Due to various factors (unnatural position of the hand, blurring of anatomical features and poor conservation of some areas) it is impossible to obtain all the anthropometric measurements necessary to make a calculation of the individual’s body size (i.e. Sahly 1966, Ripoll et al. 1999). However, the significant dimensions (width of the wrist, overall size of the palm and fingers) would suggest a hand of small dimensions and an individual of a height substantially below 170 cm, possibly a woman or, most likely, a child or youth, since the most reliable measurement which seems to be the dimension of the width of the wrist, did not reach 4.8 cm.

The cave wall has a strong physical-chemical alteration which has affected the rock art and caused substantial fading of the pigment. However, the combination of reduced space, the closeness between the artist and the wall, as well as the presence of cracks in the rock, have all played an important role in preserving some of the pigment embedded deep within them. This fact supports the conclusion that the imprint of the hand was not performed by dabbing, but by blowing/spraying the pigment.

An attempt was made to date the hand. Thus, after testing the possibility that there was enough pigment in the ‘halo’ of Hand-1 and that it had an organic, it was decided to attempt its dating by 14C-AMS. The obtained date, 20,210−20,750 cal BP (table 1, fig. 4), coincided with the archaeological context in the cave. The main Upper Palaeolithic human presence in the cave coincides with the Solutrean which is well dated. Later, Upper Palaeolithic occupation refers to the Magdalenian. There is no Aurignacian or Gravettian recorded in the cave, or indeed any other cave in Gibraltar. Put together, the evidence strongly favours a Solutrean attribution to the hand stencil. In summary, the data point to a possible Solutrean attribution for the hand stencil of Gorham`s.

Furthermore, if we compare the two dates for Level IIIB (table 1, fig. 4), it can be observed that there is an overlap between the calibrated ranges between the hand and one of the Solutrean dates, with the third being close to these dates. They all correspond to the lower parts of Level IIIB, from which material culture characteristics of an evolved Solutrean have been recovered (Finlayson et al. 2006). This further strengthens our result that the hand stencil corresponds to the Solutrean.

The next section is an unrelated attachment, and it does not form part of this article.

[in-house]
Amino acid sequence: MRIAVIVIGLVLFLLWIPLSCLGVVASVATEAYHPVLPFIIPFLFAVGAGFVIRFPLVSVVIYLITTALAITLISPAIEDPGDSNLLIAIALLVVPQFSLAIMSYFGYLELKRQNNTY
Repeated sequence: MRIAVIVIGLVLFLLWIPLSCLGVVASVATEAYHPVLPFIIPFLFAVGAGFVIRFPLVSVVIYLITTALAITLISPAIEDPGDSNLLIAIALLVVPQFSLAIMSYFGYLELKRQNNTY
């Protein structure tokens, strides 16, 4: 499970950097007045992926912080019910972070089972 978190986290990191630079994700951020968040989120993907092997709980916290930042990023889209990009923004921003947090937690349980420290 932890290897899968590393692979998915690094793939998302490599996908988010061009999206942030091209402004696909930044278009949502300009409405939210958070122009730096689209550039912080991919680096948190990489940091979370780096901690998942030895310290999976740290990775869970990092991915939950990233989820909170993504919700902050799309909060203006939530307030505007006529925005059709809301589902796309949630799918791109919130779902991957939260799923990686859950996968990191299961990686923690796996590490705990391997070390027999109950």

Table 1. 14C-AMS dates from archaeological excavations in Gorham’s Cave and Hand-1. Except for Hand-1*, Level III dating Gorham’s Cave (Finlayson et al. 2006). Radiocarbon has been calibrated using Oxcal 4.3 software (https://c14.arch.ox.ac.uk/oxcal.html) along with Intcal13 and marine13 curves (Reimer et al., 2013). Level III is separable into an upper level (IIIA) and a lower (IIIB) on archaeological (technology) grounds supported by dates. Level IIIA corresponds to the Magdalenian and IIIB to the Solutrean (Finlayson et al. 2006).





AMS age

conventional yr BP

Calibrated AMS date (2σ) yr BP





Level IIIa




















Rock art




Rock art


Level IIIb








Figure 4. 14C-AMS dating cal ka BP (IntCal13, Reimer et al. 2013) from Gorham’s Cave, Level III and Hand-1.


From an iconographic point of view, the negative hand stencils are not numerous among sites with European Palaeolithic art, with only 33 sites (fig. 5) so far out of just over 300 documented with rock art (i.e. Pettitt et al. 2015 with references). Due to the exposure of the pigments, palaeolithic cave art dating presents a very particular problem. Thus, several authors have emphasized postdepositional processes that can alter the results in the actual sampling processes (i.e. Fortea 2002, 2007, Jurado et al. 2009, Sánchez del Moral et al. 2014).

Figure 5. Western Europe sites with negative hands stensils: 1. Margot, 2. Arcy-sur-Cure, 3. Chauvet, 4. Cosquer, 5. Pech-Merle, 6. Paglicci, 7. Les Merveilles, 8. Roucadour, 9. Moulin-de-Laguenay, 10. Les Combarelles I, 11. Font de Gaume, 12. Poisson, 13. Bernifal, 14. Bison, 15. Abri Labattut, 16. Roc-de-Vézac, 17. Cougnac, 18. Le Fieux, 19. Vilhonneur, 20. Les Trois-Frères, 21. Tibiran, 22. Gargas, 23. Erbérua, 24. Altamira, 25. El Castillo, 26. Cudón, 27. La Garma, 28. La Fuente del Salín, 29. Tito Bustillo, 30. La Fuente del Trucho, 31. Maltravieso, 32. Ardales, 33. Gorham’s Cave.

The sample did not receive the conventional pre-treatment currently received by the carbon samples (nynhydrin and especially ultrafiltration) nor could the 13C / 12C ratio be measured.